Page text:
Monday is World Day for Laboratory Animals, and over the last few months, the media have helped to expose the terrible plight of lab animals in Canada. A recent W5 Investigative report revealed the abysmal conditions under which animals undergo cruel research activities to bring new products and drugs to market. The investigation further revealed that animals used in these tests are not only subject to severe pain and distress (as a result of deliberate chemical poisoning without pain relief), but are often also the victims of abuse and mistreatment, unrelated to the tests themselves.
People across the country were shocked and horrified to see such suffering happening right here at home. For us here at Humane Society International/Canada, it just reinforced an all too familiar malaise; it was also a stark reminder of the countless hurdles we still need to overcome to bring Canadian standards in line with the dozens of other countries that have already made strides in confronting cruelty in laboratories around the world. Dogs thrown and slammed into cages, macaques suspended by their limbs -- these are just a few of the images that made it into the highlight reel of the aforementioned investigation, fittingly taken from hours of torturous footage that didn't make the cut.
And while we are making progress every day to achieve real results for lab animals across the country, the unfortunate reality is that the animal testing industry in Canada remains largely unregulated.
A year ago, we were successful in convincing the Canadian government to join the ranks of other nations, such as the United States, to drop the one-year dog pesticides test, which has been proven to be scientifically unnecessary. In these tests, beagles are taken from their mothers at just six months old to be fed pesticides every day for a year until they are killed and are subsequently examined for organ damage. This landmark decision will save hundreds of beagles from being killed every year.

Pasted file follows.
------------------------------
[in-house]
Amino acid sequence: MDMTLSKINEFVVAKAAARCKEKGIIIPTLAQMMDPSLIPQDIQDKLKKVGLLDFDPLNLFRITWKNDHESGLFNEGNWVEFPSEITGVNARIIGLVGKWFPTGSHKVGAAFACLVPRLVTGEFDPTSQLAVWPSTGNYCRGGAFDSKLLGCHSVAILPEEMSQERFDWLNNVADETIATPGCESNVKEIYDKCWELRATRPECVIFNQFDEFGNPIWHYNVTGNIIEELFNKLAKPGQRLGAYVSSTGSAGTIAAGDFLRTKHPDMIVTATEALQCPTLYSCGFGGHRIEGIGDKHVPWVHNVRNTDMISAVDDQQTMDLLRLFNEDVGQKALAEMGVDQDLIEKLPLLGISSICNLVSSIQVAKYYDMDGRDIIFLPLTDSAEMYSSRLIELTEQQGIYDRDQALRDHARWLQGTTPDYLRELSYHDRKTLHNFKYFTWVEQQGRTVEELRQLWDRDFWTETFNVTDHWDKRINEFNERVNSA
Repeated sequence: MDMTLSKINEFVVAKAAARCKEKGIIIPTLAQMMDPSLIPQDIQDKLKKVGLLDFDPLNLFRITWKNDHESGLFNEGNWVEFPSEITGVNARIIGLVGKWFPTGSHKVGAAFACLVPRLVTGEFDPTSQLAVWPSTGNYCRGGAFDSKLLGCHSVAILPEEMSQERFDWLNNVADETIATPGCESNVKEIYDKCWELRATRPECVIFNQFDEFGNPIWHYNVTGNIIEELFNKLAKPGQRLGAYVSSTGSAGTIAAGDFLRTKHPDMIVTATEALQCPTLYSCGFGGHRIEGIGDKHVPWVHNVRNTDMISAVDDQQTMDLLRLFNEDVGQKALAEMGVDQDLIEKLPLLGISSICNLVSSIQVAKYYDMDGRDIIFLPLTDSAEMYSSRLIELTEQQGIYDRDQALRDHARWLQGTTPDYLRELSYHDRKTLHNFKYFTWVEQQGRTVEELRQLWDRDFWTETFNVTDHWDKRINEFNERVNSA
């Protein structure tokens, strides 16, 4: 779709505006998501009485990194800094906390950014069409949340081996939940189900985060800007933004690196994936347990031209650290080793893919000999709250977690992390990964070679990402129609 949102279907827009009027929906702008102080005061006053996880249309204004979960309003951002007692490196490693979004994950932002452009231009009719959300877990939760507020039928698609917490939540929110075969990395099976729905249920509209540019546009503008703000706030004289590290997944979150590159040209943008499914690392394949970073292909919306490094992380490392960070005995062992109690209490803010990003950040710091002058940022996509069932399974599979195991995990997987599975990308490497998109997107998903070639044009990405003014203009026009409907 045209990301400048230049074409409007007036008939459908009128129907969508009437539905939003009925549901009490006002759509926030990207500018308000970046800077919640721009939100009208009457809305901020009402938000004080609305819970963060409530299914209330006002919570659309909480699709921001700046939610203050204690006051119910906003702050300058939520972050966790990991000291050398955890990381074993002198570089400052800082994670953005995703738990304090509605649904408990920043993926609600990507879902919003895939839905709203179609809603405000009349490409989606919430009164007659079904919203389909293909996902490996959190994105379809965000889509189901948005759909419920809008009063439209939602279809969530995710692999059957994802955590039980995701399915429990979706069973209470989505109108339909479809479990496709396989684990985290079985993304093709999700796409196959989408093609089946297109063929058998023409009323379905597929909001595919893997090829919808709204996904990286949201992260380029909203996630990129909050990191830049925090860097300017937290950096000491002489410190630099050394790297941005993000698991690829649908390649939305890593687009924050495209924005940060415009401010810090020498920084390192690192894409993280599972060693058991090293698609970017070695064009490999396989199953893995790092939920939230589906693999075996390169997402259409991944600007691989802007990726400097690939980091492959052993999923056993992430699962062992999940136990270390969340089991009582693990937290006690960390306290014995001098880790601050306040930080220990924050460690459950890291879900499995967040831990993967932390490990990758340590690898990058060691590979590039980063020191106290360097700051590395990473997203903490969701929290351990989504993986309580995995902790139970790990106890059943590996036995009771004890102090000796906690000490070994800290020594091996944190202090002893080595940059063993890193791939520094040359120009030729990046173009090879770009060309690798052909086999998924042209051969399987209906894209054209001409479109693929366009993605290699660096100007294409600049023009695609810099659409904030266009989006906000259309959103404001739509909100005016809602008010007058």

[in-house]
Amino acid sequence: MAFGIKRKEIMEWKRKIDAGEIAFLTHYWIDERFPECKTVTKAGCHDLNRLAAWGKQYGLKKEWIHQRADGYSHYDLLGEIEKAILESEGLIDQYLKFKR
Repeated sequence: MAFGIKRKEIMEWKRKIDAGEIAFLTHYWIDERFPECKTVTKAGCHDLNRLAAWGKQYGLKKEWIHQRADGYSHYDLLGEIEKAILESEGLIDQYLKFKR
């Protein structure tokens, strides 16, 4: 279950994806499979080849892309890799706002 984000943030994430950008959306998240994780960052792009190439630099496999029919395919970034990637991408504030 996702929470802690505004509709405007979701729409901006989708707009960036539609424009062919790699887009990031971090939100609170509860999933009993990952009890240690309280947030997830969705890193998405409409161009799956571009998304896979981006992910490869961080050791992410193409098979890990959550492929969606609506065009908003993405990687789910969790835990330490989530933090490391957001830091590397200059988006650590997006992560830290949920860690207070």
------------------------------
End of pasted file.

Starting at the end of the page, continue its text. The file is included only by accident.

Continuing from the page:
Most recently, the Cruelty-Free Cosmetics Act (S-214), a bill to end cosmetic animal testing in Canada, passed its second reading in the Senate and is being studied in committee before making its way to the House of Commons.
Introduced in 2015, bill S-214 is currently the only piece of legislation that addresses a very specific (and unnecessary) area of animal testing. And it's not just consumers who want to see change -- in fact, more than 500 cosmetic companies are certified as cruelty-free and produce products without animal suffering. They rely on thousands of existing ingredients already established as safe, combined with the growing list of available state-of-the-art non-animal test methods.
If passed, it would permanently ban the use of animals to test cosmetic products and ingredients, as well as the sale of newly animal-tested cosmetics in Canada. According to recent surveys, eight out of every ten Canadians supports it, along with dozens of leading beauty brands that see a future where animals are not made to suffer for lipstick or hair conditioner.
This legislation will not compromise the safety of Canadian consumers. Rather, it will help to reduce the nearly 3.5 million animals who are used to test drugs, household products and cosmetics each year in Canada alone.
The Cruelty Free Cosmetics Act will also strengthen trade with the ever-growing number of global markets banning cosmetic animal testing and/or sales -- including the European Union (the world's largest beauty market), Norway, Switzerland, Israel, India, New Zealand, South Korea, Turkey, Taiwan and several states in Brazil.
Another benefit is how it will drive Canadian science innovators to develop new, more predictive testing solutions, with positive impacts for consumer safety and the economy. And while its successful passage won't directly help the animals affected in the W5 investigation, it will serve to alleviate some of the suffering that is so prevalent in Canada today, as well as set a precedence for animal welfare in Canada.
The time has come for the Canadian government to step forward, take action and bring the country into the 21st century. How we treat animals is a reflection of our values, and Canadians will no longer tolerate the wanton indifference of our status quo.
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